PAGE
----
Your breakfast choices help determine your energy level for the rest of your morning. When breakfast consists mostly of sugary foods, you experience a quick rise in your blood sugar, causing a surge in energy. But after about an hour, your blood sugar and energy both decline and you’re hungry again, long before lunch. Your breakfast can do more for you. A balanced breakfast (like the options offered at school) of carbohydrates, protein and fat causes a more gradual release of energy over the entire morning, maintains your blood sugar levels and delays hunger until it’s time for lunch. The easy breakfast options below are packed with nutrients from three or more food groups.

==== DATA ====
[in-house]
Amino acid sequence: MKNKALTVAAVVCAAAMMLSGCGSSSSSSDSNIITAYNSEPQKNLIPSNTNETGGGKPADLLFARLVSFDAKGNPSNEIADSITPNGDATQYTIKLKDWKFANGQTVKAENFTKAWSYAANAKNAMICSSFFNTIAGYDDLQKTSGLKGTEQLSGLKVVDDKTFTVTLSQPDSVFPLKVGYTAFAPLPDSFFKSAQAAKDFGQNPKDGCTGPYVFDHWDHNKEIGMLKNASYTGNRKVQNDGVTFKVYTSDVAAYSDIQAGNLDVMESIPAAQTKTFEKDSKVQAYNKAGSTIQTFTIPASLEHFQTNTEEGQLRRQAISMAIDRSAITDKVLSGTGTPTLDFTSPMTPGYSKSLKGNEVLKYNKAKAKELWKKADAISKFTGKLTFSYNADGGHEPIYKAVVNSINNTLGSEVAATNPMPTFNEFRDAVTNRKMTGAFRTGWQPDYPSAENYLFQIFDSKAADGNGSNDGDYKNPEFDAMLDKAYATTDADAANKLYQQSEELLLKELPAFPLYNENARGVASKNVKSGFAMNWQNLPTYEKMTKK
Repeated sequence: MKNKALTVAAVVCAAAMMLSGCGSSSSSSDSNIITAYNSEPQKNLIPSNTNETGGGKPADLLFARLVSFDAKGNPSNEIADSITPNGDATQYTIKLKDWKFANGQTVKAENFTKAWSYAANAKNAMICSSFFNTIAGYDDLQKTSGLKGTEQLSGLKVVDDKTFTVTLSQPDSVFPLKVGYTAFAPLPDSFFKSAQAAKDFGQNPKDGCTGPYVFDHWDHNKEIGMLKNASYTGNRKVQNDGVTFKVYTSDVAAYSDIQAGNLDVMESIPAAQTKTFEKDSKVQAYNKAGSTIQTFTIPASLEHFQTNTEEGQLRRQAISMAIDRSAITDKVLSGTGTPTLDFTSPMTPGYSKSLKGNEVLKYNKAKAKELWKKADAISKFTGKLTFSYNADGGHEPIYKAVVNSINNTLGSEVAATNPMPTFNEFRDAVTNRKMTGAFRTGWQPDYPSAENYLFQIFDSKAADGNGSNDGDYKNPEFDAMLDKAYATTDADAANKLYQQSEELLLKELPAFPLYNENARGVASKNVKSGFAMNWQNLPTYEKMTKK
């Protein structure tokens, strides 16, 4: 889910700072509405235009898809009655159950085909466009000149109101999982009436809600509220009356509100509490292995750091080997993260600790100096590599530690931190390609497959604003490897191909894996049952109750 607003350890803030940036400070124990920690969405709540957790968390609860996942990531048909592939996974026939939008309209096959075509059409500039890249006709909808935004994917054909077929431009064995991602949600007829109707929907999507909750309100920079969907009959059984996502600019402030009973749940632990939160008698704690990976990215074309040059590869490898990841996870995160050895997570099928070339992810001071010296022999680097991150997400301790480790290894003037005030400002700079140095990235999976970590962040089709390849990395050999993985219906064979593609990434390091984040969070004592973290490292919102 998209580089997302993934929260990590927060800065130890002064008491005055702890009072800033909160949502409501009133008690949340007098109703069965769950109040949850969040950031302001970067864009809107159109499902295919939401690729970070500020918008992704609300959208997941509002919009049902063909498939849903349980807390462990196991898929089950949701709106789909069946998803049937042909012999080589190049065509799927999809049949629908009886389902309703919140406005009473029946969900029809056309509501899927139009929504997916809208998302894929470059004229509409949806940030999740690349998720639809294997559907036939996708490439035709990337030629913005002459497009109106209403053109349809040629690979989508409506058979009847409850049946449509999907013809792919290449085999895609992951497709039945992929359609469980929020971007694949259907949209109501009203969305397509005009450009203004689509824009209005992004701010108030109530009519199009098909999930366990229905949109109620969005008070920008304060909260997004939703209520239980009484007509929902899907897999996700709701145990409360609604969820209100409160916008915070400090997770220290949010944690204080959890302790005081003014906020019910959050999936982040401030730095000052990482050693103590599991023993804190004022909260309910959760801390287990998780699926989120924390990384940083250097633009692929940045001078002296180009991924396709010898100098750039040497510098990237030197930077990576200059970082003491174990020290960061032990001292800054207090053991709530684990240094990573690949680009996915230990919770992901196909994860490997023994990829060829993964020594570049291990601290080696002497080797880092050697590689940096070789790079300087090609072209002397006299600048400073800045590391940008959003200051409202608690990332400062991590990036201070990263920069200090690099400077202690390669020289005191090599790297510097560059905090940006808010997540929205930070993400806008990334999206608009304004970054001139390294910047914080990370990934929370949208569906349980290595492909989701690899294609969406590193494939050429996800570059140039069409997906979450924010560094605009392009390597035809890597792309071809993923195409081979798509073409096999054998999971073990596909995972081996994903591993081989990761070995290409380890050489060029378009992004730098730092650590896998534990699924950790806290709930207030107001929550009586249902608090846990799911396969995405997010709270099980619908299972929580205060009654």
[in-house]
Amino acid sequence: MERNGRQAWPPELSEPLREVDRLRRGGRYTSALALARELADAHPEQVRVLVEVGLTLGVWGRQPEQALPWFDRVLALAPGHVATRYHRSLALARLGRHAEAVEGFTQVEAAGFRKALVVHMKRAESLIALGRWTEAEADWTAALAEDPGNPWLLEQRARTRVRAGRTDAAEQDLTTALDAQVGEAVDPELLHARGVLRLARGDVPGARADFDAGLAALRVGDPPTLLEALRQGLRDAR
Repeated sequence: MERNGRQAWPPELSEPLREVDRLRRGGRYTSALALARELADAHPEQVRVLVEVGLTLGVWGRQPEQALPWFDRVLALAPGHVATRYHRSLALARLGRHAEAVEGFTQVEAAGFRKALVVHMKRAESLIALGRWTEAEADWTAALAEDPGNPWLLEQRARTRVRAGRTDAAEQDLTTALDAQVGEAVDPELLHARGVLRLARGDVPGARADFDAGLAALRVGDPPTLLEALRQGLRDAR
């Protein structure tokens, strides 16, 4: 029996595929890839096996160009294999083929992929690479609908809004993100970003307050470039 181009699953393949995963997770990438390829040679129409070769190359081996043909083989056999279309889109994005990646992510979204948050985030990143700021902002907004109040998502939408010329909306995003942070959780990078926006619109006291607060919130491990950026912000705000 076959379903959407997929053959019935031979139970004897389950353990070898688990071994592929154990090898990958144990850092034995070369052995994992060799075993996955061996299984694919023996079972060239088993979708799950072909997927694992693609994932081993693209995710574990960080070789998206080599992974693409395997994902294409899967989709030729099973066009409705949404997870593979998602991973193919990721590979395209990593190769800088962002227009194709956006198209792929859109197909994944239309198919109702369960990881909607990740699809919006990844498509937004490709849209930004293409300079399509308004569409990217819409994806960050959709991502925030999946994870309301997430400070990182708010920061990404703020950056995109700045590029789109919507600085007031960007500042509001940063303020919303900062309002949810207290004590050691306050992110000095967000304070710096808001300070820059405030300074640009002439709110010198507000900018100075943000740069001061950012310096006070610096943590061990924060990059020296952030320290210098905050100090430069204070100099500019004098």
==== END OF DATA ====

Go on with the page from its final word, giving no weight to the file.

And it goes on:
Source: ADA Public Relations Team

PARENT POINTER
Try some of these great tasting breakfast ideas to fuel your child’s day:

  • Rice Pudding – Mix leftover rice, low-fat yogurt, dried fruit, nuts and cinnamon.
    Pita Pizza – Fill pita bread with your favorite low-fat cheese, cooked lean meat, and vegetables. Heat in microwave.
    Sandwich Roll-up – Try peanut butter and banana or jelly on a flour tortilla.
    Fruit Salad – Mix fruit with low-fat yogurt or cottage cheese and top with granola.
    Egg Burrito – Fill a soft flour tortilla with scrambled eggs, boiled potato, refried beans, or salsa.